The work Mary Loftus has done and continues to do is emotionally taxing. However, it is abundantly clear that she is truly passionate about reentry services. She left an early retirement to begin her work with Veoci. “I only lasted a few weeks at home,” Mary laughs. She enjoys working with people and has an impressive 40 years of case management experience under her belt. She’s worked with diverse populations including domestic violence survivors, homeless individuals, and Head Start families.
Part one details what recidivism is and what WKRP and New Haven is doing about it. Part two is about how Veoci aids with reentry programs.
“Most of what they hear is: â€˜You’re never going to do anything good with your life. You’ll be right back in jail. You’re never going to change.'”
As for her past six years working with citizens returning to their communities after a period of incarceration, she’s said there have been many successes. Mary is a big believer in celebrating what her clients achieve. “When I say â€˜celebrate success,’ I don’t mean take them to dinner or lunch or anything. I mean doing something as simple as giving them a high five. Or saying â€˜good job,” Mary explains. “Most of what they hear is: â€˜You’re never going to do anything good with your life. You’ll be right back in jail. You’re never going to change.’ You keep instilling that in people and that’s what they’re going to believe. So one of the biggest things about this program is acknowledging the positive.”
“When he got out, he had the mindset to hit the ground running and do whatever he needed to do to change his life.”
Mentality to Reality
When asked about stand-out stories, one immediately came to Mary’s mind. A few years ago, she was working with a young man who left prison addicted to heroin and had “basically nothing.” She believes that his mentality was his biggest contributing factor to his success. “When he got out, he had the mindset to hit the ground running and do whatever he needed to do to change his life,” Mary said. WKRP was able to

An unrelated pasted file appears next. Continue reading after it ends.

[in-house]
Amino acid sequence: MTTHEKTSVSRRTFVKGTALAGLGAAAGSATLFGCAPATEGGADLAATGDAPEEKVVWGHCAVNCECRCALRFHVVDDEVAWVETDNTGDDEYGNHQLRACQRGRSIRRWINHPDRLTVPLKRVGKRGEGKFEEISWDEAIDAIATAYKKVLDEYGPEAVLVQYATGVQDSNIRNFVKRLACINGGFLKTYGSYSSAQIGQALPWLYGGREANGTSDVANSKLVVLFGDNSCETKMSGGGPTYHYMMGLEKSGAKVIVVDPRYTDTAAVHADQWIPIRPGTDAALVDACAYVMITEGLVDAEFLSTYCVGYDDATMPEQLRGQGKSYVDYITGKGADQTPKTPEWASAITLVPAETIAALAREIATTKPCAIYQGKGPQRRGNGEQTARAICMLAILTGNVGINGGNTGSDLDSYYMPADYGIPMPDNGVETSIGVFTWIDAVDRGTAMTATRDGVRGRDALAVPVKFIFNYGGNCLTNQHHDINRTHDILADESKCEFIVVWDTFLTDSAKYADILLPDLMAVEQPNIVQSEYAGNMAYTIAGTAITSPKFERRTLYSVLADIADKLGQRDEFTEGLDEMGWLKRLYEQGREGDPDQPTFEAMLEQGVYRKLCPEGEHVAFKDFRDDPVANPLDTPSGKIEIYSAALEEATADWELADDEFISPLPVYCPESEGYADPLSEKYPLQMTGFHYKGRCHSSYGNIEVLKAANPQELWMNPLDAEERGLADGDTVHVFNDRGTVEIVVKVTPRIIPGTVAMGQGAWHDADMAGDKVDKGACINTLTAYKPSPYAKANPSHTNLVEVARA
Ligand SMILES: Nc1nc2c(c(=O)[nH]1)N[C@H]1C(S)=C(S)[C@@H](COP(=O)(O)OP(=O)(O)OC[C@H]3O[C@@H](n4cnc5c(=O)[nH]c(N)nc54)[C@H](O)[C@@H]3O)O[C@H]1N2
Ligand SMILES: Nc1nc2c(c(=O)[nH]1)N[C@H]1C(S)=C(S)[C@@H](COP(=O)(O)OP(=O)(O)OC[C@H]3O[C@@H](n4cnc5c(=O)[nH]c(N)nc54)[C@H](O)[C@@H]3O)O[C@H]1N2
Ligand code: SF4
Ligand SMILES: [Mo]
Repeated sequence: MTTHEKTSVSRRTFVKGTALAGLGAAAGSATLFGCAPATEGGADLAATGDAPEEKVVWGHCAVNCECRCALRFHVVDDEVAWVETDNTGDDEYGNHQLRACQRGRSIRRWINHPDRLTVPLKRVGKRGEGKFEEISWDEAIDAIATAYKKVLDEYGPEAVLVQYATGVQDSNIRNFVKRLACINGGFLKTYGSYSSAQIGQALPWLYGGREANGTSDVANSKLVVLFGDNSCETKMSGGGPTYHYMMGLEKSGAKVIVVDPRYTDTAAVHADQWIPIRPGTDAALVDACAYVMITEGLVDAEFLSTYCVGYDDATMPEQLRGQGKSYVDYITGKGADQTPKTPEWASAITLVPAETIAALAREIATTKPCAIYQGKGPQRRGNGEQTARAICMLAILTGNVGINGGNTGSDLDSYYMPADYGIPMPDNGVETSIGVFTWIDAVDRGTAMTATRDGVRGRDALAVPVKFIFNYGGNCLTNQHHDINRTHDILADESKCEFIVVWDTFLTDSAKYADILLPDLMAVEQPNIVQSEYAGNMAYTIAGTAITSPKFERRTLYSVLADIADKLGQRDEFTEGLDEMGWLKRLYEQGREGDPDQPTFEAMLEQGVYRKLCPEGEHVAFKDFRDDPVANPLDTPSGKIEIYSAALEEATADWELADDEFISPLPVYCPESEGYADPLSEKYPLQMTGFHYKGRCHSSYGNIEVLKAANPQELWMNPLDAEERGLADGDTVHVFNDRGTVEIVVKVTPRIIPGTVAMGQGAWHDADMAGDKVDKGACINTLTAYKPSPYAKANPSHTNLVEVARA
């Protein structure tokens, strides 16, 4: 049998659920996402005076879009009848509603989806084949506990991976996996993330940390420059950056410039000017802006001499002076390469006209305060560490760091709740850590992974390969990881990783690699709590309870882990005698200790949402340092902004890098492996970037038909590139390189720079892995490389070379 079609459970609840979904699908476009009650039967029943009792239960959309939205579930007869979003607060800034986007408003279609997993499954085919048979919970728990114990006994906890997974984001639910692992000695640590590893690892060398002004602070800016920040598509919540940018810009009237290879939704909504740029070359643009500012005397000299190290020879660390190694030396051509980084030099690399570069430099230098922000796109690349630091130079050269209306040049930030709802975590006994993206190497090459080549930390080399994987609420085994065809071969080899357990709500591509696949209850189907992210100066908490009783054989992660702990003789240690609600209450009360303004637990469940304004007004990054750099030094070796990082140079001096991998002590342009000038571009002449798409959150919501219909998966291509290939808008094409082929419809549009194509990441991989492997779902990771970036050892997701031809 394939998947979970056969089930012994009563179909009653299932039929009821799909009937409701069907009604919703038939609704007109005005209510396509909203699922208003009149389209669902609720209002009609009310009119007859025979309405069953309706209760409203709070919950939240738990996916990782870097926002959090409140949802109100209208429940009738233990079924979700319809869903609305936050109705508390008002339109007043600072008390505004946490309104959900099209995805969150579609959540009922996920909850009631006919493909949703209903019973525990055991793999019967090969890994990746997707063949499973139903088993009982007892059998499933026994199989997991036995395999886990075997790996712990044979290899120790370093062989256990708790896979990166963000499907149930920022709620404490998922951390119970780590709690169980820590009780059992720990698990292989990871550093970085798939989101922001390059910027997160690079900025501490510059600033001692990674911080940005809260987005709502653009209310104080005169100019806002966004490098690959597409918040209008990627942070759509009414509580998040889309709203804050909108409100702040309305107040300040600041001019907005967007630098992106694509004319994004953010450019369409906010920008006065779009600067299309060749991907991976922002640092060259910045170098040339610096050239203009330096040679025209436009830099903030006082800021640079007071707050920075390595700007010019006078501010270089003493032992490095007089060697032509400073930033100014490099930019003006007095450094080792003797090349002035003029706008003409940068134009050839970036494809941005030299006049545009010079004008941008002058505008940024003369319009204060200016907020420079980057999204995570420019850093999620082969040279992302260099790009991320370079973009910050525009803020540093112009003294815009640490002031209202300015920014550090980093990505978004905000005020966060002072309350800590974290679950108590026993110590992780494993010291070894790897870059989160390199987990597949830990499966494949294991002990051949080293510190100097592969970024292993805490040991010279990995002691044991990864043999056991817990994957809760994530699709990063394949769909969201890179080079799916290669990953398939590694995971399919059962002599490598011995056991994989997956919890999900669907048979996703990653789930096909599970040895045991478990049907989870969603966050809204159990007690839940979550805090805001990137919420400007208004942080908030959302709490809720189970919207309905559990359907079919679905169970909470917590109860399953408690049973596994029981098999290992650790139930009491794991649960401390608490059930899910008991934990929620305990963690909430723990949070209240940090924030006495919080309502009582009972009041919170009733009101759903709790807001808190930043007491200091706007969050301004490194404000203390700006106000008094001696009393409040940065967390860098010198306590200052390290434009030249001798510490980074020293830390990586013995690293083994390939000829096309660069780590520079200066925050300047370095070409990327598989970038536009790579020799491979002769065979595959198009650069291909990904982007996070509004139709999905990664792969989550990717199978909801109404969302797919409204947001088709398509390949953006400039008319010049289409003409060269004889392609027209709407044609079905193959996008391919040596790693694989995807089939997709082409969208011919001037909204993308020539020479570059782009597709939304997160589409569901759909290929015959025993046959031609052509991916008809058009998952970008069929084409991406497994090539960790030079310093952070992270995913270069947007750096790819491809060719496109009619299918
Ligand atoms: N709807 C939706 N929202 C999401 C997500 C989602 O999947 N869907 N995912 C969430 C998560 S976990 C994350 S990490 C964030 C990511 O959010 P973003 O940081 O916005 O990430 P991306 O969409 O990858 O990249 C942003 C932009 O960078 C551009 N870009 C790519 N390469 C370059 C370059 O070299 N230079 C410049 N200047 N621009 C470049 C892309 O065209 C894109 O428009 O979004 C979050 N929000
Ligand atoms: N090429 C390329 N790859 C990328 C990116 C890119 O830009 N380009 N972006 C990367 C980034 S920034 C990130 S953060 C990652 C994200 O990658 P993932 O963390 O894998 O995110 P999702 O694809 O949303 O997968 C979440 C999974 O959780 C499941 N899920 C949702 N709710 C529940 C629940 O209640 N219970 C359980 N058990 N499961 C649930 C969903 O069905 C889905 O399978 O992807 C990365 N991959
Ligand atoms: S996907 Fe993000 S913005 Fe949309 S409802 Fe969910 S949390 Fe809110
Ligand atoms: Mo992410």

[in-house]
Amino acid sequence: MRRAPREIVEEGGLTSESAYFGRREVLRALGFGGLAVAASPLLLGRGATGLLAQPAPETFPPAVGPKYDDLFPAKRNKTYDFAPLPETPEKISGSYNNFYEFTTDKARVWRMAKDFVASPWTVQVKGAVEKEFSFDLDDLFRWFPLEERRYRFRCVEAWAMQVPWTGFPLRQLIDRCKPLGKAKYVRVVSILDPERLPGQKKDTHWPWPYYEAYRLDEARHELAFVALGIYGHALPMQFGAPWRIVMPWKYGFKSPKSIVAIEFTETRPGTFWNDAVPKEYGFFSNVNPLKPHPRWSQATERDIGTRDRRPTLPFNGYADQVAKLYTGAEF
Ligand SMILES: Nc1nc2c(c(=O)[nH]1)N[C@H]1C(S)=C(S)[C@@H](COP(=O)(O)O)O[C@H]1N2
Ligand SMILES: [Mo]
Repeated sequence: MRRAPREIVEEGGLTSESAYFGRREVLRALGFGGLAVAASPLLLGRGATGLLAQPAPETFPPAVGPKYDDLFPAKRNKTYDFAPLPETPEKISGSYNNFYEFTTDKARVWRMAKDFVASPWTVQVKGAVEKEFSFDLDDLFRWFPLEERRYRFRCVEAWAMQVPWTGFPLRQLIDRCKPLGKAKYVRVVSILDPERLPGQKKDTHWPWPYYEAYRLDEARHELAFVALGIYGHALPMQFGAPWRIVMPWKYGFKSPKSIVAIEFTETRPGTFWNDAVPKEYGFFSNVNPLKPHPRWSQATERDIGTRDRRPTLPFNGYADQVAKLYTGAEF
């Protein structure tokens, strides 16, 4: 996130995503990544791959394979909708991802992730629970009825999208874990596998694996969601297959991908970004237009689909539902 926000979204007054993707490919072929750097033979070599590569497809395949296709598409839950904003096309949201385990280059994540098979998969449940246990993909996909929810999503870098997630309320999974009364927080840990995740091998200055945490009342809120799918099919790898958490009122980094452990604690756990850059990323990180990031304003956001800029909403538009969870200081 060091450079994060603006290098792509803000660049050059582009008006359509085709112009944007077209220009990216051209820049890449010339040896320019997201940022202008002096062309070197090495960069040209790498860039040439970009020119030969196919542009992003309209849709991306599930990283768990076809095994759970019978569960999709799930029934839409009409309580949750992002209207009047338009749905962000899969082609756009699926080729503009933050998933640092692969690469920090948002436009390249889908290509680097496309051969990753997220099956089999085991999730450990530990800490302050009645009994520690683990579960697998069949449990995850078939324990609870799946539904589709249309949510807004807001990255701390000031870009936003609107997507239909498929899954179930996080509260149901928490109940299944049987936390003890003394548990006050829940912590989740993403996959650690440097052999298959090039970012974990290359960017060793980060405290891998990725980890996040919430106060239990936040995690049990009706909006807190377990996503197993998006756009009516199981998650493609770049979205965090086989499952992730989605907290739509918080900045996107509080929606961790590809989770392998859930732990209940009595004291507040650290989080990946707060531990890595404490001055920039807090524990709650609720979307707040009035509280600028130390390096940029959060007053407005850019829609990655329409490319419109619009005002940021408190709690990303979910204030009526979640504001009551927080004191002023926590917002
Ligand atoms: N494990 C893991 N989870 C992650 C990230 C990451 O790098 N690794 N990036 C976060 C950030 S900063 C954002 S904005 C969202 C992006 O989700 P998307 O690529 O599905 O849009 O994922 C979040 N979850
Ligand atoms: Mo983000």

provide him the support and resources to do just that. Mary said that he immediately got a job, put himself in a methadone maintenance program to get clean, and saved up enough money for a scooter to get to and from work. Meanwhile, he was taking a bus to New Britain to restore visitation rights to his two children. Mary says it took a “really long time,” but he was determined.
Today, Mary says that he is living in New Britain, has a car, a great job, and most importantly to him, custody of his two children.
If this wasn’t enough of a success story: he also went back to school. He’s close to earning his associate degree and is going for his bachelor’s next. His ultimate goal is to work in social services with the formerly and currently incarcerated. “He wants to give back,” Mary says.
Learn more about the Warren A. Kimbro Reentry Project by reading our two blog posts about the program, Reducing Recidivism in New Haven and Reentry Services: How WKRP and Veoci are Helping Individuals Get a Second Chance.